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Thursday, December 9, 2010

How to Put Together the Best Portfolio Possible (Five Tips)

If you've been following us on Facebook or Twitter you know, at this point, about me winning the Young Travel Photographer of the Year Award. Out of thirty-thousand participants from over seventy countries, I was chosen the winner for my age group. My winning images will be featured in a book, an exhibition in England, and as part of large scale press releases. If you're interested in the winning images, they were chosen from  my Guatemala portfolio seen in this past blog post: Or you can see the winners' galleries here: You may be asking, how is this all relevant to the title? Well, in order to be  successful in photography competitions, you must have a portfolio to start from.

These are my 5 tips to putting together the best possible overall portfolio-

1. To put it simply, edit down your images!  Portfolios ideally consist of 20-40 cohesive images that flow together, demonstrate your style and show range (if you're good at multiple niches you may want to consider creating multiple portfolios). To do so, often times you need to edit out thousands of images. I accomplish this by either recalling successful photo shoots to look through, or by quickly browsing through the large picture thumbnails of my library. A good rule of thumb for editing your images is looking from a customer's point of view. Think of your audience! Is your "worst" image in your portfolio still good enough to encourage potential clients who don't see anything else? Remember, a portfolio is only as good as its weakest link.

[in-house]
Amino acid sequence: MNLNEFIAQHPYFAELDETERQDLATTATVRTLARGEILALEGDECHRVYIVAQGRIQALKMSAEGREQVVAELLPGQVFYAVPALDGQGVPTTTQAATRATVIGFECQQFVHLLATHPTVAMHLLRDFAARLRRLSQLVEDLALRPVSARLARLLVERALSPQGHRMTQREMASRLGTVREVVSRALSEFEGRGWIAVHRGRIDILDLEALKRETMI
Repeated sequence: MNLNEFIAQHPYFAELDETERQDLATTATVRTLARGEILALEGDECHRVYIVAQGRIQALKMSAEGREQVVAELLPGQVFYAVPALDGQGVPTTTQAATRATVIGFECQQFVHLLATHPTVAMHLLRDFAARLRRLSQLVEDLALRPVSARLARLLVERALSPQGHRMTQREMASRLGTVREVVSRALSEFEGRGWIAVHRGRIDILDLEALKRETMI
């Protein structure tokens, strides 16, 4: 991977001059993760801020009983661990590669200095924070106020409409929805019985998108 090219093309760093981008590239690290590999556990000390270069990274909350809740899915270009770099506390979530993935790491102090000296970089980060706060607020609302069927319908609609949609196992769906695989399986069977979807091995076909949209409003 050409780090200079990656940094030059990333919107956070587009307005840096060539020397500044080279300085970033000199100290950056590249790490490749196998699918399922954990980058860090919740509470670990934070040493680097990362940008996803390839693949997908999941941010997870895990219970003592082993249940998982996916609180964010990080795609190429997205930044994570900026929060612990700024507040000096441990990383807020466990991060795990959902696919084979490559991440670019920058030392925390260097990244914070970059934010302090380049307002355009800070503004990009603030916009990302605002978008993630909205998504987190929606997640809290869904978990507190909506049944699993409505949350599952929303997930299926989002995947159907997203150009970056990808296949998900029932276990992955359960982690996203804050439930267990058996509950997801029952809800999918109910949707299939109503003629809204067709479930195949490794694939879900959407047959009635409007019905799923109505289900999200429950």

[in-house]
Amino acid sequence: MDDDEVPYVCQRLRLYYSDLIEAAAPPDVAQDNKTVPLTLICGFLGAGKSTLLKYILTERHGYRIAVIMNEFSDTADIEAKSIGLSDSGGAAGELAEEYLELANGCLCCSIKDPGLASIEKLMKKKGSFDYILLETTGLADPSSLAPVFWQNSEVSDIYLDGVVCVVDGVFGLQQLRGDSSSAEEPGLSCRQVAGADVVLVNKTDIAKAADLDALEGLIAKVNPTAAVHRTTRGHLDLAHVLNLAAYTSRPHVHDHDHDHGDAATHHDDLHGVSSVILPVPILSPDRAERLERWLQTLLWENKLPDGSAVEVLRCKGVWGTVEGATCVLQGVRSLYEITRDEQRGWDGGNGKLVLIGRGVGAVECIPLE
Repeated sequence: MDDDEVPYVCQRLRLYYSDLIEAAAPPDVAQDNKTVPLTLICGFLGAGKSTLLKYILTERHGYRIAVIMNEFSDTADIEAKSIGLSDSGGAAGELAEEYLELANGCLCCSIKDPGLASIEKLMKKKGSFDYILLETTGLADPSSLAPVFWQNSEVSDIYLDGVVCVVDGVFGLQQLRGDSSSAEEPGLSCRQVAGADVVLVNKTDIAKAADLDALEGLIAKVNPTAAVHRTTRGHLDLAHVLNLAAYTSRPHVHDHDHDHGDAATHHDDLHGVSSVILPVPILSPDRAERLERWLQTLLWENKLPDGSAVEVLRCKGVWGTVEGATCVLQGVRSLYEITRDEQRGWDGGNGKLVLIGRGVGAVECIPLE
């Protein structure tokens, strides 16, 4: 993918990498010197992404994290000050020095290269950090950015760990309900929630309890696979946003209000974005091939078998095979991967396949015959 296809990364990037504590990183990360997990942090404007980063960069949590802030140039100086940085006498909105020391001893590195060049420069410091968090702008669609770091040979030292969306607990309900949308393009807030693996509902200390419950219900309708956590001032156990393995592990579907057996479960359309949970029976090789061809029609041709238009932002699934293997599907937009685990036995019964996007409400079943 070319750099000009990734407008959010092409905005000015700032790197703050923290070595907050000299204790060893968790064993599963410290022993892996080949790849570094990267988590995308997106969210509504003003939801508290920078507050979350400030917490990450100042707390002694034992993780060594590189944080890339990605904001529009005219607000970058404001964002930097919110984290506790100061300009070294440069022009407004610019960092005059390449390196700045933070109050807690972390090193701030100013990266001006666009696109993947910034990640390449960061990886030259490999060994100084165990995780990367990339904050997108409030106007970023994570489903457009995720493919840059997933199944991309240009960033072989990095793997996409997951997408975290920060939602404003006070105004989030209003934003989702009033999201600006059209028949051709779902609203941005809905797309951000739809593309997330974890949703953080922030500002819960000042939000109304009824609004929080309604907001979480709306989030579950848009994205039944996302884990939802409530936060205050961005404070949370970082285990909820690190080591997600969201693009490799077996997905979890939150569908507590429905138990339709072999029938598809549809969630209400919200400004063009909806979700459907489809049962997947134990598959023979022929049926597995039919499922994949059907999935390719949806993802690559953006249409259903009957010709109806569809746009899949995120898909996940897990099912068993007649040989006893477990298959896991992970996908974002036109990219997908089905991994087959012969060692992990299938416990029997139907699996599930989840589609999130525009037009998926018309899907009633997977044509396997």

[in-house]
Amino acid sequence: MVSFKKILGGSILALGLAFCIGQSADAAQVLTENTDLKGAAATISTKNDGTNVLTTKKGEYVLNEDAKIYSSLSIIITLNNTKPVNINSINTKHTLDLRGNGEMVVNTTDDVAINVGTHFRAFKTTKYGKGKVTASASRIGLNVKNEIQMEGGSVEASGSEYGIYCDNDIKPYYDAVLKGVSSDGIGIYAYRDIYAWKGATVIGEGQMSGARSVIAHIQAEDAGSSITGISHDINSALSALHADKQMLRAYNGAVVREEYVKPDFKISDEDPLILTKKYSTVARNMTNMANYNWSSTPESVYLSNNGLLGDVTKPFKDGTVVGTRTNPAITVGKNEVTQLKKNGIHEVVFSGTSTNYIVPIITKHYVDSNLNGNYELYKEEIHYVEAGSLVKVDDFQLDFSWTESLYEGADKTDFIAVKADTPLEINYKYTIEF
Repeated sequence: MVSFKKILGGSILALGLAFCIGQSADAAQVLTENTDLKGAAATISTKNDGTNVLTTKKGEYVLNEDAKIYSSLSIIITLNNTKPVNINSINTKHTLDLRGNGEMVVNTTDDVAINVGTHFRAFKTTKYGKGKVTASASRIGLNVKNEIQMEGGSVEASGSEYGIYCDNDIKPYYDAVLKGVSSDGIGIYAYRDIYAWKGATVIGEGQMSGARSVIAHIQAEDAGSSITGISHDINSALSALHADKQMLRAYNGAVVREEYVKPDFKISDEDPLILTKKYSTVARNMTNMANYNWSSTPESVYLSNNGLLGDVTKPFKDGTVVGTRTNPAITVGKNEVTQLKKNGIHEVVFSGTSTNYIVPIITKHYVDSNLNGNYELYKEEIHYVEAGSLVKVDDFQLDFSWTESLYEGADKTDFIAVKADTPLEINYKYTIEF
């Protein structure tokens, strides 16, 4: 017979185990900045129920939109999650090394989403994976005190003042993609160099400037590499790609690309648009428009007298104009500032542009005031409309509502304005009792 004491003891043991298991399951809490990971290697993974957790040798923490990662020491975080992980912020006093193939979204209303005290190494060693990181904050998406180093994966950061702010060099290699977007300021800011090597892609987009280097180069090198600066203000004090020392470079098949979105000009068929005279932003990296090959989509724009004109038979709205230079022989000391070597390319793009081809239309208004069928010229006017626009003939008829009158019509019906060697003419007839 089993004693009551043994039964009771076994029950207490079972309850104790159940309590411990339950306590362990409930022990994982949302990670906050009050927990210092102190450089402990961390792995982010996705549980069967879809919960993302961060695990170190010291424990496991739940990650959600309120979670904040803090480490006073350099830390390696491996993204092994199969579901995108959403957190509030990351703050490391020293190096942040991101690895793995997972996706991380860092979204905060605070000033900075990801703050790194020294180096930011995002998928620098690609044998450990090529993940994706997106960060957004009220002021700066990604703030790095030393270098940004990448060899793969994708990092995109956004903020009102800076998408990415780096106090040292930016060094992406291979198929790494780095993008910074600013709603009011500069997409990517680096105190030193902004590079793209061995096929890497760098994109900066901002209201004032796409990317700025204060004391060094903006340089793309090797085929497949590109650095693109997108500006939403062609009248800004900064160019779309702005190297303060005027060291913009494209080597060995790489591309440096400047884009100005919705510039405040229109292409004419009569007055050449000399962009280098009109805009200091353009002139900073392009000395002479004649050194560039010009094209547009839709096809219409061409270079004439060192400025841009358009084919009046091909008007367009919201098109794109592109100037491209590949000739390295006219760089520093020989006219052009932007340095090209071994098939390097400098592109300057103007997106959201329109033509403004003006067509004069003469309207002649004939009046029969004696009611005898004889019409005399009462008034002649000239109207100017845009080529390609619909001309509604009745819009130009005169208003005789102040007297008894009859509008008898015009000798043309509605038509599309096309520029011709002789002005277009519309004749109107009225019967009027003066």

2. Look for unique and visually compelling photographs for your portfolio. Remember to not only show amazing shots, but ones that are hard to take and shows range.

3. When creating any type of portfolio, presentation is important. If the portfolio is intended for online use, I recommend having a clean background that doesn't detract from your shots. When creating a physical copy of your portfolio I suggest printing large copies of your work on glossy paper and using acid-free plastic sheets as covers. Your physical portfolio should be able to be adjusted and transported around. Remember outside presentation is also significant, so it may be worth it to invest in a cool case for your images as well.

4. Both online and physical portfolios should show-off accolades and publishing of your work.

5. When creating portfolios for clients, know what they want ahead of time: stylistically, artistically, or topically. If they haven't provided anything specific just bring your best work. For more on the client process, read a past post:

My suggestion for making online galleries of your work is SmugMug and Wix.

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Chase Guttman is a talented and passionate, award-winning photographer having shot everything from landscapes to wildlife to portraits and events all around the world. Chase Guttman is also an affordable NYC assignment photographer, ready to fulfill your photographic wishes with his distinct style and attention to detail. He also runs this popular photography tips and guide blog, with weekly insights into photography that helps everyone from amateurs to pros better their photographic skill. Visit us at our website:

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